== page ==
When I wrote the first book in the series, The Surgeon, it was supposed to be a standalone. Jane Rizzoli was a secondary character who was, in my mind, going to die at the end of the book. So she started off being really prickly and a little bitchy. As I was writing the story, I understood the character more and I began to like her because I saw an aspect of her that was very close to me. She's an outsider – she's not gorgeous, she doesn't really belong in this all-male homicide squad. That's the way I've gone through life, as the only Asian kid, or the only Asian woman in town. That is the part of me that got translated into Jane. I got to the end and thought, "Oh, I can't kill you now. I want to know what happens next."

Q: At what point do you start to feel that you have only so much control and the characters are pulling you along?

A: I always start off feeling like I have total control, but it never goes that way. It always changes. It really is a matter of spending time with them and hearing what they say. A lot of it comes out of dialogue. For me, the first draft is the outline; I'm figuring out the story as I write. So much of my stuff happens in the process, and my process is slow. That's why I would prefer to do a book every two years. And that's what publishers hate. For them it's business. If they don't have a novel with my name on it every year, their fear is that the audience will forget me. Before I felt like I had to do it, but now I have a grandkid. I have other interests, I'd love to travel – it all gets in the way of work.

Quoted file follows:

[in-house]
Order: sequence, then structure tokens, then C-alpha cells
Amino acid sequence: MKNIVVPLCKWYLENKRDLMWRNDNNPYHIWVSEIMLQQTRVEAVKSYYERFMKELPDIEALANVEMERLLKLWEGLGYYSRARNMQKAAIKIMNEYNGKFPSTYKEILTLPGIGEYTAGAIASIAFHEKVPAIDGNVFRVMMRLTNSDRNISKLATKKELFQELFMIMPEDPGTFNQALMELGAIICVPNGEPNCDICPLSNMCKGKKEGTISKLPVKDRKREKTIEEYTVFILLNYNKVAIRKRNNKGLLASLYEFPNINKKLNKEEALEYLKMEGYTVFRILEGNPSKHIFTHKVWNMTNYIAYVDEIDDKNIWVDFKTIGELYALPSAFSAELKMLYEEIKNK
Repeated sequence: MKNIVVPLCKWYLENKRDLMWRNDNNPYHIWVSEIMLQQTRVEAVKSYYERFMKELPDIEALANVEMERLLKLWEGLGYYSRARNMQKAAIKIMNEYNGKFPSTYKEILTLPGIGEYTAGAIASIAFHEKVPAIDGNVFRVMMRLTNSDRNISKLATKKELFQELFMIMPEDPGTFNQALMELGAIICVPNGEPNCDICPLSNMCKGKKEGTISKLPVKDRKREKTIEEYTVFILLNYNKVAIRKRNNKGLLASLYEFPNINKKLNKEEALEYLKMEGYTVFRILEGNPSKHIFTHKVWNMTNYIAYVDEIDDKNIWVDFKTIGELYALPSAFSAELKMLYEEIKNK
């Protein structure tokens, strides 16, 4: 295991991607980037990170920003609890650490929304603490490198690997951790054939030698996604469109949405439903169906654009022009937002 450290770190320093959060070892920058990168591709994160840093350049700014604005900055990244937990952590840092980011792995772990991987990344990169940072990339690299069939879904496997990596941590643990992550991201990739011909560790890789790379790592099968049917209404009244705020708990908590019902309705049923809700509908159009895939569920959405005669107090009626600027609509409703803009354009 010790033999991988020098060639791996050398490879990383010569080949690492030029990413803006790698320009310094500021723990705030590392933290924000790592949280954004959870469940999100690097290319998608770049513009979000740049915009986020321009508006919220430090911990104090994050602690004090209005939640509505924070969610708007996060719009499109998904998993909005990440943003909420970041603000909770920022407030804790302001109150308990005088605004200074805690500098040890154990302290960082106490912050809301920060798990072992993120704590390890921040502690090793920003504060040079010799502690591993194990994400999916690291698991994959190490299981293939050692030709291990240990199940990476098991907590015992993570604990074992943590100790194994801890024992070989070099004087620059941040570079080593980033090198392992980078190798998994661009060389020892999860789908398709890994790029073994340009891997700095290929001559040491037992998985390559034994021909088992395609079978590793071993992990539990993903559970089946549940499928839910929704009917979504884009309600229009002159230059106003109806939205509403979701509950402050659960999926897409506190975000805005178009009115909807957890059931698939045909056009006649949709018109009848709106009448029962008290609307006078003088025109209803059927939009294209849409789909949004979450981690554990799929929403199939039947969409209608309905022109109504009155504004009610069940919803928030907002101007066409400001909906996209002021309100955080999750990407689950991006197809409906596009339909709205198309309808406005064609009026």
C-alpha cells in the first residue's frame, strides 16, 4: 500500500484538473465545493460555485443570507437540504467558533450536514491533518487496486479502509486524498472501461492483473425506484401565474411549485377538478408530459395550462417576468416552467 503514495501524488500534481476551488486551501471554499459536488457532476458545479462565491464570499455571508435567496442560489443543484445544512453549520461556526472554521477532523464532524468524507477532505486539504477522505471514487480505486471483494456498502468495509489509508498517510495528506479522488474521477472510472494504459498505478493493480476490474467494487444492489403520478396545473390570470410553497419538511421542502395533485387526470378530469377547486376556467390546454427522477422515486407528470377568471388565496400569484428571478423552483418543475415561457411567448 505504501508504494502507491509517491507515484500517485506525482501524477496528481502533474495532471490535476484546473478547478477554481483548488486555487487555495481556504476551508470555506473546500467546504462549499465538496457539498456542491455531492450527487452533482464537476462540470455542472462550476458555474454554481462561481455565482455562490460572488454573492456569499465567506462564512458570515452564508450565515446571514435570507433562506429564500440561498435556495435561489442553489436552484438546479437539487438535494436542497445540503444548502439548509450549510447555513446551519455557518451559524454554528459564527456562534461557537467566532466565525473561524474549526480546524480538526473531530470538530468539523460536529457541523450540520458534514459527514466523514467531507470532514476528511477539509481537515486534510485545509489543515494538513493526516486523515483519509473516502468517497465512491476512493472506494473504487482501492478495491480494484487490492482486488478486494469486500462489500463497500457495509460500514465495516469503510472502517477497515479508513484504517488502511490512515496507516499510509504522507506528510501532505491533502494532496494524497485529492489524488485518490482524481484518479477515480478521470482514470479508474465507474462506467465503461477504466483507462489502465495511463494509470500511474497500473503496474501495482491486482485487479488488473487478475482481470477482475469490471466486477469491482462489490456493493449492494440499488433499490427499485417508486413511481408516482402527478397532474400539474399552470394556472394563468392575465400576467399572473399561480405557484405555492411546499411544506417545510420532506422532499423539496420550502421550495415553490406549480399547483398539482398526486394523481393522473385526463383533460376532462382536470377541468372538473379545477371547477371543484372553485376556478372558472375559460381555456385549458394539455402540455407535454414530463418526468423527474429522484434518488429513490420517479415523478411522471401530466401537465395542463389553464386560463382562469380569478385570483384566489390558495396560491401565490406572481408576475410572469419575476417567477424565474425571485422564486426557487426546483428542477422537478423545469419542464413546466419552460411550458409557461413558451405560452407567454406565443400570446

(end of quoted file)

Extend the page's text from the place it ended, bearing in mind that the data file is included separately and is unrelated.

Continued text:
Q: Can you travel and work at the same time?

A: No, I really am unable to work anywhere but at my desk, at home. I have my own little puttering routine: I like my desk and I like my view and I like my coffee the way I like it! It's a matter of feeling comfortable to get into the zone. If I turn in four pages, I feel really good that day.

Q: What are you working on now?